Reading about and thinking about Amber DRPG — and the other diceless games I’ve experienced has really ignited my passion for going diceless again. It is difficult to explain how much I enjoy the experience of gaming without a truly “random” element, or leaving success and failure up to rolling. There is a freedom in that type of play that — having experienced it from both sides of the GM/Player line — it just works for me. And in a time when (to me) it seems that games are designed to mechanically reflect their purposes/styles/goals, I really appreciate the thought that a diceless game seems to be the perfect opportunity to do two things: make a system that relies on trust and investment for one, and also, a game that has the freedom to go anywhere and do anything — it’s all just a matter of building the right elements in. Please take note that for the rest of this post, when I say “diceless” I’m including playing cards, spinners, and any other randomizer used to resolve in-game actions.
That first issue is a thorny one for some. I remember the first group that I tried to convince to play Amber. When I was explaining Shadow and the Pattern and the way the characters were basically demi-gods — and that the system was diceless — they responded, “well, then I destroy everything.” When some of us groaned, the player simply responded and said, “look, if I’m a god and I don’t have to worry about dice, then I just win.” I realized then that this group was not the Amber group I was looking for. A diceless game does, it seems to me, require more trust and investment than a game with dice. Don’t get me wrong, the more invested everyone is the better any game can be — but I do think the bar is set higher initially by the choice to go diceless.
Why? Because to go diceless means that you can’t just rely on the dice. You can’t roll a lucky crit and blow away the monster — and you can’t just chime in to toss a d20, you really have to be involved in the session. Of course, this also means that you can’t roll a 1 on a skill you should be able to do with your eyes closed and still fail… so it’s a trade off. The trust issue heightens the need for investment. Without the random element to control/moderate the action, everything becomes much more narrative — and since you probably have a GM at the table who is the ultimate adjudicator of PC actions, then it becomes imperative to stay focused, stay involved, and be aware of what’s going on — especially since the GM may need help in making important decisions in such a wide-open environment (or may need reining in from time to time when all that freedom starts to get heady). We’re human, it happens.
One way to mitigate this process, of course, is to create appropriate traits and mechanics, such that even though there are no random elements interacting with PC actions, there is still a reliable and interesting way to adjudicate those actions. One very important point is the idea of tie-breakers. Another is a way to involve the players in the decision-making process in a manner where the decisions they make for their PCs can, not only be easily addressed but also makes their own decisions a part of the resolution mechanic. In the system I’m envisioning, I have a set of ideas to cover the first point, but only a partially formed theory about the second (and no I’m not really ready to share that yet…)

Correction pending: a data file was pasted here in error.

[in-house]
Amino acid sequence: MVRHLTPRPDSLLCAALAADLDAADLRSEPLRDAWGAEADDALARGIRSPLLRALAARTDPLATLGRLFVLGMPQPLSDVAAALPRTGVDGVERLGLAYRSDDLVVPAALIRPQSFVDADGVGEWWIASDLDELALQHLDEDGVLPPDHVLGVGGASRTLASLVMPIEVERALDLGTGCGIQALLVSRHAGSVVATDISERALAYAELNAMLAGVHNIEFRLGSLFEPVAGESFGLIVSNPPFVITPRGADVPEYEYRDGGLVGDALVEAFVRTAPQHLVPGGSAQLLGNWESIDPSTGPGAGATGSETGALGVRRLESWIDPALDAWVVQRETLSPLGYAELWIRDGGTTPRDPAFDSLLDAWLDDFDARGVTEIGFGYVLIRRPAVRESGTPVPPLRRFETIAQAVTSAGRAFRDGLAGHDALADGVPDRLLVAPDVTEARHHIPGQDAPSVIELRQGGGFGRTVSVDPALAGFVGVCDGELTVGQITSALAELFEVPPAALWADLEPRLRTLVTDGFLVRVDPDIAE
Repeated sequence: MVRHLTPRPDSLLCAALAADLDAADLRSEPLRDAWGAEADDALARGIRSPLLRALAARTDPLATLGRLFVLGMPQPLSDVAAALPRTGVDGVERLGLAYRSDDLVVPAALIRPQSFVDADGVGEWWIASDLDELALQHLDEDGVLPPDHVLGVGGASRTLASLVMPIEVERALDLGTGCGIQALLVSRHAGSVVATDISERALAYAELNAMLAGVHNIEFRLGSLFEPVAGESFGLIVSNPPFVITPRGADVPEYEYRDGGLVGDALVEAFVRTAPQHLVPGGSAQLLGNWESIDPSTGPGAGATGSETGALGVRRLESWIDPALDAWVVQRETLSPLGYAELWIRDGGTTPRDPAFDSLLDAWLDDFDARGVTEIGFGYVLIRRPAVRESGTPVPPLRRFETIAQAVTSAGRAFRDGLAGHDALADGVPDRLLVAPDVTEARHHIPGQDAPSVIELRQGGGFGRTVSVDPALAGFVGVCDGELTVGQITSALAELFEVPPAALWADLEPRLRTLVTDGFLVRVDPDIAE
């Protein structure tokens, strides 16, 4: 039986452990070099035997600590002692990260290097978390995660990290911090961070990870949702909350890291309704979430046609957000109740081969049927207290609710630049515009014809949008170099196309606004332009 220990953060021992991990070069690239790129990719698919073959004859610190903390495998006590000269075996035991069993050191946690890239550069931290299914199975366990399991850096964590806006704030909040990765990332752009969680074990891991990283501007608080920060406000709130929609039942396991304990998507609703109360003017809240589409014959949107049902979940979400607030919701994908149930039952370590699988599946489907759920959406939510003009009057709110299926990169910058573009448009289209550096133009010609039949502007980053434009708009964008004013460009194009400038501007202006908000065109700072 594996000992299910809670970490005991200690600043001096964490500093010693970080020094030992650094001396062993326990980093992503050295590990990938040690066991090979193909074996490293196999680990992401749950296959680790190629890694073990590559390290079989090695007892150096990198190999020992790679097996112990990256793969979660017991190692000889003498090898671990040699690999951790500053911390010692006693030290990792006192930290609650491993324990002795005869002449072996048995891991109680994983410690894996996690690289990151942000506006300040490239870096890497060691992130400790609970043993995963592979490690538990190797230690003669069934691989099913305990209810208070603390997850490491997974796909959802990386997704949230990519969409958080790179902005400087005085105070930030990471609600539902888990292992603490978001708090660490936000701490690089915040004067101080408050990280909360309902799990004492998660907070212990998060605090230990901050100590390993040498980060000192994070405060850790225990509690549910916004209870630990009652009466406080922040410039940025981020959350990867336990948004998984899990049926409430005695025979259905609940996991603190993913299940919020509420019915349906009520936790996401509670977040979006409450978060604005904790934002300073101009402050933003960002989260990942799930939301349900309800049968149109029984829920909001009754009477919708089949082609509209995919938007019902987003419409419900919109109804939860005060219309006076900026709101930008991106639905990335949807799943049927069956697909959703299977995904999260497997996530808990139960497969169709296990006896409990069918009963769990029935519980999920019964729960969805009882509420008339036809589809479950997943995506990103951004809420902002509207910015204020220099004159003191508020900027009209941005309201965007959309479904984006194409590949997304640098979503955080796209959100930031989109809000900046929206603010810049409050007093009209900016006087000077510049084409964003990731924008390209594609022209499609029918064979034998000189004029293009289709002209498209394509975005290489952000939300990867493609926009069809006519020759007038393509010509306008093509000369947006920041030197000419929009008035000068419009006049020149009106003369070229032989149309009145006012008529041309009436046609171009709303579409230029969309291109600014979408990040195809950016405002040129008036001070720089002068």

Along with giving PCs traits that make adjudicating their actions practical, these traits need to be meaningful. The only reason to have traits in a game (again, my opinion) is their value in defining a character. I think of this in terms of the constant “Character skill” vs. “Player skill” debates and how they relate to Charisma and things like Diplomacy rolls. When a player without a really high level of “player skill” wants to make a character with an 18 Charisma — then I’m really happy that a Diplomacy roll exists. And the same is true of the reverse. When a player with good player skills makes a character with an 8 Charisma, I want that skill roll in there too. My reasoning? That player who is shy or uncomfortable but is playing the shining and charming diplomat — I coax them out a little, make them say the words and talk to me, but I don’t over force it. And then I have them roll. And since they’re good at this, the roll is usually good. And that works for me interpreting the action, because let’s face it — with an 18 Charisma people just really like them, even if they don’t want to. So the player talks, interacts, but then gets to have their character’s actions judged on the basis of their character’s traits. When that 8 Charisma guy starts spinning a story and talking up a storm? They roll — it’s probably a bad roll. And their character gets judged the same way. We all have that friend we like, who is always talking, but we groan whenever they start to tell a joke. The Roll-play and the Role-play go hand in hand, interpreting and influencing one another.
With a diceless system these choices become even more important and more meaningful though — because you have no roll to use to aid in interpretation. So that becomes an aspect of building the traits as well, thinking about how they get used to interpret what PCs can do, or know, or understand in and about their world. I’m working on this, and I have some ideas. It still needs some ponder-time, but I’m working on it.
Thanks for reading — I’m going diceless for a while, so if you like this stuff, stick with me.